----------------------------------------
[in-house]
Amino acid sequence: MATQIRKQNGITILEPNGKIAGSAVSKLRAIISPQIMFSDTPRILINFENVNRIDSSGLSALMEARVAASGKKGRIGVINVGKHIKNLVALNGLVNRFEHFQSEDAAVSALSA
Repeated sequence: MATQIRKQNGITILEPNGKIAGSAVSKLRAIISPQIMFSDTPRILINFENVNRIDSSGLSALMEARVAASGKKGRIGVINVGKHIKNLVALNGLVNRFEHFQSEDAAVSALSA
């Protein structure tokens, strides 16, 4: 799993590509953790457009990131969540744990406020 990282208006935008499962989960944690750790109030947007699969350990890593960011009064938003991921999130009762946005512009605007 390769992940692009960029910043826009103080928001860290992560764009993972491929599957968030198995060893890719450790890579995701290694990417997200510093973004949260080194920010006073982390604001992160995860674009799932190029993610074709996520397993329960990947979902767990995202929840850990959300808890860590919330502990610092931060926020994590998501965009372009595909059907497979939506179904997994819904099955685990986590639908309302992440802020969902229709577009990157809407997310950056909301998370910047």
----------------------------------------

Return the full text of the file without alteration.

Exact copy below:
[in-house]
Amino acid sequence: MATQIRKQNGITILEPNGKIAGSAVSKLRAIISPQIMFSDTPRILINFENVNRIDSSGLSALMEARVAASGKKGRIGVINVGKHIKNLVALNGLVNRFEHFQSEDAAVSALSA
Repeated sequence: MATQIRKQNGITILEPNGKIAGSAVSKLRAIISPQIMFSDTPRILINFENVNRIDSSGLSALMEARVAASGKKGRIGVINVGKHIKNLVALNGLVNRFEHFQSEDAAVSALSA
């Protein structure tokens, strides 16, 4: 799993590509953790457009990131969540744990406020 990282208006935008499962989960944690750790109030947007699969350990890593960011009064938003991921999130009762946005512009605007 390769992940692009960029910043826009103080928001860290992560764009993972491929599957968030198995060893890719450790890579995701290694990417997200510093973004949260080194920010006073982390604001992160995860674009799932190029993610074709996520397993329960990947979902767990995202929840850990959300808890860590919330502990610092931060926020994590998501965009372009595909059907497979939506179904997994819904099955685990986590639908309302992440802020969902229709577009990157809407997310950056909301998370910047």